• Be realistic. Perhaps the holiday season is not the best time to try to lose weight. Aim to maintain your current weight instead.
  • Portion control. Keep your portion sizes small. Eat small portions of a variety of foods rather than a large portion of one food.
  • Eat breakfast. Breakfast is truly the most important meal of the day. It jump starts your metabolism and helps to stave off hunger and cravings.
  • Limit alcohol consumption. Alternate cocktails with unsweetened iced tea or seltzer to reduce the quantity of alcohol consumed. Choose wine, light beer or spirits mixed with no calorie beverages.
  • Drink lots of water. Drinking water can decrease the chance of overeating by temporarily filling your stomach. Also, caffeine and alcohol can lead to dehydration which increases your need for water.
  • Snack sensibly. Choose fruits and vegetables and dip with veggies instead of chips. Limit fried foods, high-fat sauces and gravies, and cheese cubes.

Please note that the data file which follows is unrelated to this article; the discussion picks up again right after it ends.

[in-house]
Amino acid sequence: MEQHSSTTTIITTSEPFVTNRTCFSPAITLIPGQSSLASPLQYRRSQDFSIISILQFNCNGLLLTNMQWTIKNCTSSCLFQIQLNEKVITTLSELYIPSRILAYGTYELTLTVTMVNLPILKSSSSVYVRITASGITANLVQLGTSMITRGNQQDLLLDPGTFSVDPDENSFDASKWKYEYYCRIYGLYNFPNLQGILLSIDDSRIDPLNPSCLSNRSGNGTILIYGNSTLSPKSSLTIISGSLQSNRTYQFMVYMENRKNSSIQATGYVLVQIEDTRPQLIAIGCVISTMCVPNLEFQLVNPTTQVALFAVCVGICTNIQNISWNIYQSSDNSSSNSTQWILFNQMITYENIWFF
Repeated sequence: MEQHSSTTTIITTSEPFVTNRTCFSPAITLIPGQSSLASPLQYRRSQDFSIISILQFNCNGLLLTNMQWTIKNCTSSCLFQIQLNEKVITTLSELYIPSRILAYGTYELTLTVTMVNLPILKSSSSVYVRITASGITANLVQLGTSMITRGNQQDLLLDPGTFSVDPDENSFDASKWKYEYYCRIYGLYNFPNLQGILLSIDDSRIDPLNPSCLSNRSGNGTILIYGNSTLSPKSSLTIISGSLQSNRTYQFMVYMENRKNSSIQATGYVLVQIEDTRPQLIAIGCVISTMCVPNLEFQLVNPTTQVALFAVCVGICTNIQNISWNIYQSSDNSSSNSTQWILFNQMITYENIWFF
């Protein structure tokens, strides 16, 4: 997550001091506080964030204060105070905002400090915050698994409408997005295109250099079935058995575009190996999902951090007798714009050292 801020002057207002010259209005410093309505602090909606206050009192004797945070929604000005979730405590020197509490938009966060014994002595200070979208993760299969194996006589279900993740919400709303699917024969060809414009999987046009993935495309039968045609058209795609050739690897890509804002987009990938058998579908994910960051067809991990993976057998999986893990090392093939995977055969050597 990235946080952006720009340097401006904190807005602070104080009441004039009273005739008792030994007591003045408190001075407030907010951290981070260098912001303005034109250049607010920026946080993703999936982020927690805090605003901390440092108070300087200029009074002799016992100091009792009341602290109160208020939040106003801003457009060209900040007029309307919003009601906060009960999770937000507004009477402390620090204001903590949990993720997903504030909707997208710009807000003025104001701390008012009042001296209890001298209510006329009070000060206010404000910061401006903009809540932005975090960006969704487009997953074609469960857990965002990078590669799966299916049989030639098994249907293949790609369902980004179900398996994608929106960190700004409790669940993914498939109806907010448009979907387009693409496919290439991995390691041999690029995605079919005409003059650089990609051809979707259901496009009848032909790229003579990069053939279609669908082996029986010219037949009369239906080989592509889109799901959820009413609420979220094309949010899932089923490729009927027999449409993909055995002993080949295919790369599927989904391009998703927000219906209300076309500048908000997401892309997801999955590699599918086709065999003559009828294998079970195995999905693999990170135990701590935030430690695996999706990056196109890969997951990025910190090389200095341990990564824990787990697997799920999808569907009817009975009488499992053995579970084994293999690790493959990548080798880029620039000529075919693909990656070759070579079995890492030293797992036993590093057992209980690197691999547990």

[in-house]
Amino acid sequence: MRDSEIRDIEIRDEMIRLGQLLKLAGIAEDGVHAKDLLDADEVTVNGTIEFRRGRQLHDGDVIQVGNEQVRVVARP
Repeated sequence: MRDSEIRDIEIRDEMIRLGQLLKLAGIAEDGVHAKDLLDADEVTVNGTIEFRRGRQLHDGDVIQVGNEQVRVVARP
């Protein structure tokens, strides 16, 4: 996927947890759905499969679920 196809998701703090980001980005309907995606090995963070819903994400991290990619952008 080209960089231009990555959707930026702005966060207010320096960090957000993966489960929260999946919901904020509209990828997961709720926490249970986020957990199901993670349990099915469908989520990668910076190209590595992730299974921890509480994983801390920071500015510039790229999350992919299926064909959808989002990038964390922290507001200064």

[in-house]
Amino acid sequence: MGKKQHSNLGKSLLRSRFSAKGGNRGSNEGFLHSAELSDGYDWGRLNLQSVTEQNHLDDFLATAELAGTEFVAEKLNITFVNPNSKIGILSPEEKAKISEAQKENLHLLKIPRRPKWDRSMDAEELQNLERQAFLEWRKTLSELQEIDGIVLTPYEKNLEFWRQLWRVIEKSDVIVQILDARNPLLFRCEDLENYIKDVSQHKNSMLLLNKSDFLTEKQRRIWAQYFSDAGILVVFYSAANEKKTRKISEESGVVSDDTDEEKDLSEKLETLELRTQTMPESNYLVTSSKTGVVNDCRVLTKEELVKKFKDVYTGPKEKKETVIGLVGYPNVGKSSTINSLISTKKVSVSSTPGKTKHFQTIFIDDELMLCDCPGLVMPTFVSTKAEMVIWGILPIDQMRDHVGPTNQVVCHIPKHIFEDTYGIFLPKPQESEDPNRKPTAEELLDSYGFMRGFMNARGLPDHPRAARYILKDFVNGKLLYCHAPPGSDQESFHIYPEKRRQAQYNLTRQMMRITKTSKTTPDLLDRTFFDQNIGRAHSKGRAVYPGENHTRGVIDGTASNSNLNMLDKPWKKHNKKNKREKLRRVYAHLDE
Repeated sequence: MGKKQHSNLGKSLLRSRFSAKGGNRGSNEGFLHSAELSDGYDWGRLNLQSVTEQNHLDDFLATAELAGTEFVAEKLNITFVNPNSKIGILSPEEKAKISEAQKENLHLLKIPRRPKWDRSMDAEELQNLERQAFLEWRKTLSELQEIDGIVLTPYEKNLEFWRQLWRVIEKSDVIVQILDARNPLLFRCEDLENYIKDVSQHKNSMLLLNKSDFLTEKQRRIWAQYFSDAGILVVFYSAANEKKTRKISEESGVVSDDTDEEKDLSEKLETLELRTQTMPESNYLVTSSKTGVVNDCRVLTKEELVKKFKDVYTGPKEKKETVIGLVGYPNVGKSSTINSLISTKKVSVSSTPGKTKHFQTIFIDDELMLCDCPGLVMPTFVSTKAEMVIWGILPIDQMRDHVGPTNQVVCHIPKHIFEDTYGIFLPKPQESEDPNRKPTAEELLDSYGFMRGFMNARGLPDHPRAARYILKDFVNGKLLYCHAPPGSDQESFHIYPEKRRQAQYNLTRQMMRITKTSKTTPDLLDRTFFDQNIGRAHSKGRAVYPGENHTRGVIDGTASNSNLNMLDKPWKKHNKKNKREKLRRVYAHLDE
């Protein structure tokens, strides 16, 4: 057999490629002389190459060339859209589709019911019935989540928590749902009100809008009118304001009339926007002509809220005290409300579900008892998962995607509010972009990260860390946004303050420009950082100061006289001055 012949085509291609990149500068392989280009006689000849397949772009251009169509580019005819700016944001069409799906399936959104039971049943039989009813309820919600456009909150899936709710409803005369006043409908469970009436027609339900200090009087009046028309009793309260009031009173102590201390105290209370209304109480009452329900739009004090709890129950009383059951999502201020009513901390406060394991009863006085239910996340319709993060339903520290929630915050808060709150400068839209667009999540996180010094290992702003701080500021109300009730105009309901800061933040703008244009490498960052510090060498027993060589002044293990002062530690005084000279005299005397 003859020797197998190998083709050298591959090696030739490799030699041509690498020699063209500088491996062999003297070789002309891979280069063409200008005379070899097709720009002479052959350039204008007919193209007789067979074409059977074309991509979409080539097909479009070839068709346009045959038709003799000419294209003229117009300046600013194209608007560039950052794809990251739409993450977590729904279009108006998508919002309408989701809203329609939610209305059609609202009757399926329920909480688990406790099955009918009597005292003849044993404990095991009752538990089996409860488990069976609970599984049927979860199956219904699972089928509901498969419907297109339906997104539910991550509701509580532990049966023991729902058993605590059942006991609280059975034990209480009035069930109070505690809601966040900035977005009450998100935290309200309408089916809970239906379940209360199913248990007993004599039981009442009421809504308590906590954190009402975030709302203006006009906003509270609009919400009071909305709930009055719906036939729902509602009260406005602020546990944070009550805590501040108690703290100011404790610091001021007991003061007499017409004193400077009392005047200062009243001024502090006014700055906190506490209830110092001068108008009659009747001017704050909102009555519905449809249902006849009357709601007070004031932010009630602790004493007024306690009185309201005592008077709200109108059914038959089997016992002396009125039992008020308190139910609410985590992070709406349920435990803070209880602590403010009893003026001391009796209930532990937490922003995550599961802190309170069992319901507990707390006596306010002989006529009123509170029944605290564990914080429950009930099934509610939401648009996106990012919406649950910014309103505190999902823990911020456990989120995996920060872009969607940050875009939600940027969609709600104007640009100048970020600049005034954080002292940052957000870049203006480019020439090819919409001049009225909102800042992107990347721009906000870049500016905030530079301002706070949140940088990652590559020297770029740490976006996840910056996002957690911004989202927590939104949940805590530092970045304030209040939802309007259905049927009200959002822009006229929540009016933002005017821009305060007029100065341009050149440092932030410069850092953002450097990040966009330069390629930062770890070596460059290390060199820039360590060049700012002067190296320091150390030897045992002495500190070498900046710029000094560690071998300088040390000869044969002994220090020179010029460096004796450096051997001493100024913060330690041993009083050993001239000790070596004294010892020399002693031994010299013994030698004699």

• Eat slowly and stop when you feel satisfied (not stuffed). Listen to your stomach! It takes about 20 minutes for your brain to signal your stomach that you’ve had enough. Pay attention to what it feels like to be satisfied and not full.
  • Prepare for temptationNever go to a party or event hungry. Prepare yourself for distractions by eating before you go. Have a small meal or a snack which contains a combination of carbohydrate, protein, and a little healthy fat to fend off hunger, such as natural peanut butter on whole wheat bread or low-fat cottage cheese with fresh fruit.